Imperial tea gardens were sometimes developed in secret to cultivate these rare teas. Poets spoke of these special teas as being white like the clouds, green like a dream, pure like snow, and as aromatic as an orchid.
White tea is the least caffeinated and the least processed among the five different teas and is made of the most tender and fresh buds and leaves. The production utilizes the gentle process of withering, curing, and drying which give white teas delicate flavors, a smooth mouthfeel, as well as a subtly fruity or sweet finish. White teas tend to have less bitterness than other teas and can be more forgiving of water temperature and infusion times than green teas. In comparison to white tea, green tea involves slightly more processing. While white teas are steamed rapidly and then dried, green teas are partially fermented.
We can trace the origins of white tea as far back as the Tang Dynasty (618-907), although it is not what we know it to be nowadays. The special white tea of the Tang Dynasty was picked in the early spring, during this time the abundant new growth resembles silver needles. These first flushes were then used to make the compressed tea. It was steamed, crushed, poured into molds, and baked into cakes until dry. To prepare tea for drinking, these cakes were roasted in the fire until soft enough to be crushed into a powder which was added to boiling water, often with flavorings such as ginger, orange peel, clove, or peppermint.
Later on, during the Song Dynasty (960–1279) white tea became the tea of choice for the royal court and was always given as a tribute to the emperor.
The tea cakes were ground into a very fine powder and then whisked in boiling water to produce a frothy liquid (similarly to matcha). For the emperor’s tea much more subtle flavors were used; such as jasmine, lotus, and chrysanthemum. These flowers replaced the spicier additions of the preceding Tang Dynasty.
White tea can only be hand-picked during a few days of early spring and has to be handled with great care. The tedious process of preparing this tea equaled to a price that only the Emperor himself could afford.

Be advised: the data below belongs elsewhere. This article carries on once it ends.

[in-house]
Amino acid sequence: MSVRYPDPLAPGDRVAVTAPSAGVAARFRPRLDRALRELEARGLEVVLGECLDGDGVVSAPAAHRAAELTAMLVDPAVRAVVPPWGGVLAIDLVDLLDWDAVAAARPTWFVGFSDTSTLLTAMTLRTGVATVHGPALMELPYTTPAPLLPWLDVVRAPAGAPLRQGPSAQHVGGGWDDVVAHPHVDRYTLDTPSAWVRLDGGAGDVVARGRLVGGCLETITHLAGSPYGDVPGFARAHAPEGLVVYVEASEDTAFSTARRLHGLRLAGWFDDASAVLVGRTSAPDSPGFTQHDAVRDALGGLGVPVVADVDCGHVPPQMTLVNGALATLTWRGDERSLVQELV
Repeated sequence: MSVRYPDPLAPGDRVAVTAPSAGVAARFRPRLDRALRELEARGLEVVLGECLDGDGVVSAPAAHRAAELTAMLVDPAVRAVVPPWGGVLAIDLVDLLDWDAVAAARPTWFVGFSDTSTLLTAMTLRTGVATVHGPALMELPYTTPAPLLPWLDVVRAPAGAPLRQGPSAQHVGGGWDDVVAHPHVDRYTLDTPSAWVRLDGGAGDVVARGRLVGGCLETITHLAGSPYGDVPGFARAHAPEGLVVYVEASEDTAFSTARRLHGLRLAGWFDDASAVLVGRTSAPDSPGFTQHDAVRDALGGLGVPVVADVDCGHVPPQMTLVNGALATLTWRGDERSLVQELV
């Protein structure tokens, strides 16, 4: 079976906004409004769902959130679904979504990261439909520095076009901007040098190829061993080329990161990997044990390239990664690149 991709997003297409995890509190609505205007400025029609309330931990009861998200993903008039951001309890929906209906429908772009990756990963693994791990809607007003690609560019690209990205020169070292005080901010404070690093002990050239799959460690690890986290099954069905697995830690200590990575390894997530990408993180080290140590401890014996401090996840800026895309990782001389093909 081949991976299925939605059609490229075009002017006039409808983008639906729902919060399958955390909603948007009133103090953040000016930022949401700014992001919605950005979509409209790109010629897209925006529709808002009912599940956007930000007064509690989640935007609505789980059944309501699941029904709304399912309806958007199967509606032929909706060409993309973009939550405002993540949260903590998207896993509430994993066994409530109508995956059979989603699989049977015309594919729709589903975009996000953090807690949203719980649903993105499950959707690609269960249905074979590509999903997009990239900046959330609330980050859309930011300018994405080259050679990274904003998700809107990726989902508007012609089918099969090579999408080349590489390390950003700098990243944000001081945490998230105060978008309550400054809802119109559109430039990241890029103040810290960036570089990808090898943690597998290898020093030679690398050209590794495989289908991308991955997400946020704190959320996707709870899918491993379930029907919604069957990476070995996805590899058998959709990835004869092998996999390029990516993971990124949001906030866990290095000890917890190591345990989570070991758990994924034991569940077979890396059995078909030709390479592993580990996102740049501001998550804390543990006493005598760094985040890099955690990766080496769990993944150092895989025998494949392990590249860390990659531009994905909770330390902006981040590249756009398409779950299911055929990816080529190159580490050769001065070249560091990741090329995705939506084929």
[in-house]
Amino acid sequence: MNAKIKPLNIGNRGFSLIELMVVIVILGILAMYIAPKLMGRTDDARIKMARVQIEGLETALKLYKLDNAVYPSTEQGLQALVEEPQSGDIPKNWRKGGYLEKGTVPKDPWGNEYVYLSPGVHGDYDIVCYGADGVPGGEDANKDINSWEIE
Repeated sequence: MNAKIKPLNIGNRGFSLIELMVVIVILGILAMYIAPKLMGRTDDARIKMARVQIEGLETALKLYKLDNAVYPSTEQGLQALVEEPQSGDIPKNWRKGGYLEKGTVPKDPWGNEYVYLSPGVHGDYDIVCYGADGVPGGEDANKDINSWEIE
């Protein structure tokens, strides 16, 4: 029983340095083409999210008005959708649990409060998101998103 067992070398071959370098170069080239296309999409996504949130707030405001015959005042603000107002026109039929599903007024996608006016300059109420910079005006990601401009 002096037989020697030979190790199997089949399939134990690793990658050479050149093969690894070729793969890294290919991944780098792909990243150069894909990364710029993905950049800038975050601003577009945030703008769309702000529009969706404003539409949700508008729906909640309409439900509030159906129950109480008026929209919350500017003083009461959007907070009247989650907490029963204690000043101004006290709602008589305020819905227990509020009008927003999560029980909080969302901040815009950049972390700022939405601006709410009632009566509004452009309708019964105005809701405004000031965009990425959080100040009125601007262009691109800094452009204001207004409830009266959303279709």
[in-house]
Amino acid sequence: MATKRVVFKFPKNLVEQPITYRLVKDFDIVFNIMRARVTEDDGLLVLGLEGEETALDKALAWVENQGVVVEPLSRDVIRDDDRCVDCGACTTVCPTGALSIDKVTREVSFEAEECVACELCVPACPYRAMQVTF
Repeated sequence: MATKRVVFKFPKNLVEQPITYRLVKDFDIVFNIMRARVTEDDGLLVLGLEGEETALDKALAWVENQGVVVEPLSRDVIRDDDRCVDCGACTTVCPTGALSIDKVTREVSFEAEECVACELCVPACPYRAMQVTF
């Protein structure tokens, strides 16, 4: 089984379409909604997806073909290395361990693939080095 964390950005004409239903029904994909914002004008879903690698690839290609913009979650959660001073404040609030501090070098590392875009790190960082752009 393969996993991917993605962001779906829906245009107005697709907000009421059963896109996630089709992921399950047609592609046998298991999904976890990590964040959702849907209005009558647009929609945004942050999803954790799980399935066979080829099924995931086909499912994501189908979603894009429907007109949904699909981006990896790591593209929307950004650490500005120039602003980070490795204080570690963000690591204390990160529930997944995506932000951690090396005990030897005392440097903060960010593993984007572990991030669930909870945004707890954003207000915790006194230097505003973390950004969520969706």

The first mention of White Tea appeared in “Treatise on Tea”, written by the Emperor Huizong (1107-1110). The emperor was well-known tea connoisseur, while white tea was his tea of choice. His book included profoundly detailed descriptions, as well as rules for the making and evaluation of tea.
The white tea that we know today was first commercially produced from the very first white tea plant varieties discovered in China’s Fujian province in the 1700s. Subsequently, a loose leaf version of white tea was developed from these plants, known for producing large and beautiful tea buds. Today these bush varieties are still used to produce white tea. Only in the late 1800s Silver Needle became popular and was being exported out of China, followed by White Peony in the early 1900s. Today the most popular types of white tea remain White Peony and Silver Needle.
Before that, because these delicate teas were made from young buds and were minimally processed, it made it difficult to store and transport without spoiling. White teas were rarely available outside of the tea growing regions in Fujian. As loose leaf tea production methods improved, the process for creating white teas expanded beyond the Fujian province. People who have had the opportunity to try this rare and exquisite tea were eager to have it available outside of the original production region.
Just like in ancient times, white teas are still revered today for their delicate, rare and beautiful aromas and flavors. Although they are still pricier than other tea types, we are lucky to have them available to us. Even now most white teas are being handpicked and hand-processed. White tea is a genuine sensational experience. While sipping on a cup of quality white tea, we can truly feel the artisanship that went into its making.
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